What happens when someone who just finished Splice decides they want to make a movie using “The Monkey’s Paw” formula? You get The Room. By the way, why are there so many films named “Room”? We have the infamous The Room with Tommy Wiseau, the Academy darling Room with Brie Larson and now this movie. Not to mention all the films with the word “room” in it such as Escape Room, Marvin’s Room, Panic Room, and Green Room. That’s too many. Think of some new titles people!

Anyway…

Directed by Christian Volckman, The Room is a French-English thriller in a claustrophobic setting about a young couple who discovers what happens when you get everything you could ever want. People aren’t supposed to get everything that they want. Can you imagine the chaos? Kate (Olga Kurylenko) and Matt (Kevin Janssens) learn this the hard way after they move out of the city to live a more authentic, healthy lifestyle. Which apparently means they have to live in the middle of nowhere in a house built in the 1920s.

Creepy house in the woods is never a good idea

It’s clear that no inspections were made before they purchased the house. Underneath is a maze of wires no one can explain, the electricity seemingly comes from nowhere, and most importantly, there’s a secret room hidden behind the wallpaper that’s essentially life’s ultimate vending machine. It has the ability to create any object a person wishes for, and within a matter of days, Kate and Matt lose all sense of reality.

Their reaction to the room is just as you’d expect: feverish excitement. They wish for riches, valuables, exotic food, rare paintings and artifacts that they disregard just as quickly as they wished for them. Kate quits her job and their rising stacks of instant cash barricade the windows blocking out the sun. There is no exact timeline but it’s clearly only been a few days since their discovery, but that’s all it takes for the two of them to get locked up in a cave of imagination.

There’s a whole lot to be said about consumerism here. The film features a montage of their short-lived fun that’s oddly unsettling to watch, especially when it hits the slow-motion button. The way their hollow smiles turn almost manic and they dance like children in shiny costumes. The whole sequence could have taken place in an asylum. As things progress, Matt begins to question the presence of the room and learns of a double homicide that took place in the house years before they arrived. The man charged with the crime is known only as John Doe and when questioned by the police claimed: “the room made me do it.” Everything wrong about the room said in just six words.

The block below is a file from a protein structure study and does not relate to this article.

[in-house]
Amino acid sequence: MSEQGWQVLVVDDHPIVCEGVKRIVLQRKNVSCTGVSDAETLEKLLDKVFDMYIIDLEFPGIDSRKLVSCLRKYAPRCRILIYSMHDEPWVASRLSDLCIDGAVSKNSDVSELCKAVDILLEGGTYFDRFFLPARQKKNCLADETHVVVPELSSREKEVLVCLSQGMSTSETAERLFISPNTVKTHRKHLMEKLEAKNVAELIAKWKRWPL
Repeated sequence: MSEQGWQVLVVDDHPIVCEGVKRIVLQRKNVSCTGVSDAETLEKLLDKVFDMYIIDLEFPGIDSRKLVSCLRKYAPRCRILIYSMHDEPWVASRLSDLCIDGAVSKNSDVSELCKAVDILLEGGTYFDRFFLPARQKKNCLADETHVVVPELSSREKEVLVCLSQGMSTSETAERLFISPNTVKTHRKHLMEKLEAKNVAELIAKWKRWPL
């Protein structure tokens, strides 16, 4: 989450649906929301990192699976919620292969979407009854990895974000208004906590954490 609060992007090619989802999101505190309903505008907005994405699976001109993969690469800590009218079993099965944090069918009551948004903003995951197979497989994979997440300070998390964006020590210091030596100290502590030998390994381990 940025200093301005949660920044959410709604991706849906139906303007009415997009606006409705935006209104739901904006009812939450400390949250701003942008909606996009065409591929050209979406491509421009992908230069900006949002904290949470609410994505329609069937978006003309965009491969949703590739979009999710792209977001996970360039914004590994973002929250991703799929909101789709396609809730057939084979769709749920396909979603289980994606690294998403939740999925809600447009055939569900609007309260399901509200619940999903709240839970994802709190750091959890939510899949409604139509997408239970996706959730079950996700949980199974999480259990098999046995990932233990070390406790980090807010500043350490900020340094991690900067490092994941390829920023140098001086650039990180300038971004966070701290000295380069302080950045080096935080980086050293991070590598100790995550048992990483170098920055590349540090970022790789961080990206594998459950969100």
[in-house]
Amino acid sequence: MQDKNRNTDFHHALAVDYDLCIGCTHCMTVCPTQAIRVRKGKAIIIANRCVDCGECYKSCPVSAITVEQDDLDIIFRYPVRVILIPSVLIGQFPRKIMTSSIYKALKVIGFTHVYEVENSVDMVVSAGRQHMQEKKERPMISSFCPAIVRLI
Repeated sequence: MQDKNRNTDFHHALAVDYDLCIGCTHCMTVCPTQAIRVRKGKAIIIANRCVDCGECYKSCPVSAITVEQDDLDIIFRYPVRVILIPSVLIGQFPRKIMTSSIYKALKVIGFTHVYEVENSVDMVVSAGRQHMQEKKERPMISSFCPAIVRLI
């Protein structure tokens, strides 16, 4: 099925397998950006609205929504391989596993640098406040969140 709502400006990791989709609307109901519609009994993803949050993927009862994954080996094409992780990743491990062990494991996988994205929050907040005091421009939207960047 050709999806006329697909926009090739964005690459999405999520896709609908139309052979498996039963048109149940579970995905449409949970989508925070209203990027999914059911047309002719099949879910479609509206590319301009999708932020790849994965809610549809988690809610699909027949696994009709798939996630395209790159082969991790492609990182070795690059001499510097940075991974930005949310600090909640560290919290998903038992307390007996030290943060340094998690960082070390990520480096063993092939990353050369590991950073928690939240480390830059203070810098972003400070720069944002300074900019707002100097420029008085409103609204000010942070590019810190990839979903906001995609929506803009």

The Monkey’s Paw

As mentioned above, The Room appears to have taken themes from W.W. Jacob’s short story, “The Monkey’s Paw”, and gave it a unique Freudian twist. About a couple that tempts fate with their wishes only to realize that everything comes with a price. In the case of this film, the price is that everything made in the room cannot leave the house. Once taken outside, it ages and turns to ash.

Knowing such a boundary exists shouldn’t be an issue. It’d be easy to just wish for things to use and/or enjoy inside the house, but the power of the room and its limitless gifts distance people from reality and when humans can’t separate fiction from reality they make dangerous decisions. After failing to have a child, Kate does the unthinkable and asks the room for a baby. This is the point in the film where I wanted to throttle this woman. When Matt comes home to find his wife, stars in her eyes, playing with a strange baby, you know instantly what he’s thinking; this is the end. She looks deranged, and it only gets worse from there.

I’m not going to give away anything else. Just know that it’s dark, twisted and at times shocking. Though everything maintains a quiet atmosphere. A subtle unease perfect for creating suspense. One thing I want to point out though is the accents in the film. The husband has an American accent and wife a French accent but the baby made in the room ends up speaking with a British accent. Where did that come from? I know it because the actor picked for the role came from the UK but still, it’s weird.

4 out of 5 stars (4 / 5)

All photos belong to Shudder.

About the Author

Rachel Roth is a writer who lives in South Florida. She has a degree in Writing Studies and a Certificate in Creative Writing, her work has appeared in several literary journals and anthologies. @WinterGreenRoth

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